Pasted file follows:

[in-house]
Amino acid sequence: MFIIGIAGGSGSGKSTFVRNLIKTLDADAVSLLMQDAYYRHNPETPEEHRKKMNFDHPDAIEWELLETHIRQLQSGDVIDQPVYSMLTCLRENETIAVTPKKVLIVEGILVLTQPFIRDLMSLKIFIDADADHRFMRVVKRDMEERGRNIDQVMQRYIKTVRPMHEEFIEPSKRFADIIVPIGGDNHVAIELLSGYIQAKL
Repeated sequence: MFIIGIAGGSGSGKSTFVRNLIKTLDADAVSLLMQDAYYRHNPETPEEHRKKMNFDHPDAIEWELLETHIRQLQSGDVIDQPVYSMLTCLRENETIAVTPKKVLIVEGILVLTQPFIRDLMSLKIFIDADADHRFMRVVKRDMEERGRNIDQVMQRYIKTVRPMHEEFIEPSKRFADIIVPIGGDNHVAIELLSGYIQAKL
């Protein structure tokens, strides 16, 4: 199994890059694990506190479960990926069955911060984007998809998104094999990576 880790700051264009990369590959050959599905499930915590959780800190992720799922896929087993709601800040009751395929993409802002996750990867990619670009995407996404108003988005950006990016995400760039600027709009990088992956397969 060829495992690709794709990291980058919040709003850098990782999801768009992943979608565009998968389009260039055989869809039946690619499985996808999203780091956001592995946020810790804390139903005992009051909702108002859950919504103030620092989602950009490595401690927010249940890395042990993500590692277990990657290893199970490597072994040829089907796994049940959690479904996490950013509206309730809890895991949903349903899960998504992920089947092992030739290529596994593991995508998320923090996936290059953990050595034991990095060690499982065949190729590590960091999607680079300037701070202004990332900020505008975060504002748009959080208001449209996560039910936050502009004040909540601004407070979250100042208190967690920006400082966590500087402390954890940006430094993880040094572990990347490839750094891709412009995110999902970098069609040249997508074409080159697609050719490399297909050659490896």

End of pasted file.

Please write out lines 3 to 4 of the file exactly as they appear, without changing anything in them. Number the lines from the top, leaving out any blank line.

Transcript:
Repeated sequence: MFIIGIAGGSGSGKSTFVRNLIKTLDADAVSLLMQDAYYRHNPETPEEHRKKMNFDHPDAIEWELLETHIRQLQSGDVIDQPVYSMLTCLRENETIAVTPKKVLIVEGILVLTQPFIRDLMSLKIFIDADADHRFMRVVKRDMEERGRNIDQVMQRYIKTVRPMHEEFIEPSKRFADIIVPIGGDNHVAIELLSGYIQAKL
């Protein structure tokens, strides 16, 4: 199994890059694990506190479960990926069955911060984007998809998104094999990576 880790700051264009990369590959050959599905499930915590959780800190992720799922896929087993709601800040009751395929993409802002996750990867990619670009995407996404108003988005950006990016995400760039600027709009990088992956397969 060829495992690709794709990291980058919040709003850098990782999801768009992943979608565009998968389009260039055989869809039946690619499985996808999203780091956001592995946020810790804390139903005992009051909702108002859950919504103030620092989602950009490595401690927010249940890395042990993500590692277990990657290893199970490597072994040829089907796994049940959690479904996490950013509206309730809890895991949903349903899960998504992920089947092992030739290529596994593991995508998320923090996936290059953990050595034991990095060690499982065949190729590590960091999607680079300037701070202004990332900020505008975060504002748009959080208001449209996560039910936050502009004040909540601004407070979250100042208190967690920006400082966590500087402390954890940006430094993880040094572990990347490839750094891709412009995110999902970098069609040249997508074409080159697609050719490399297909050659490896």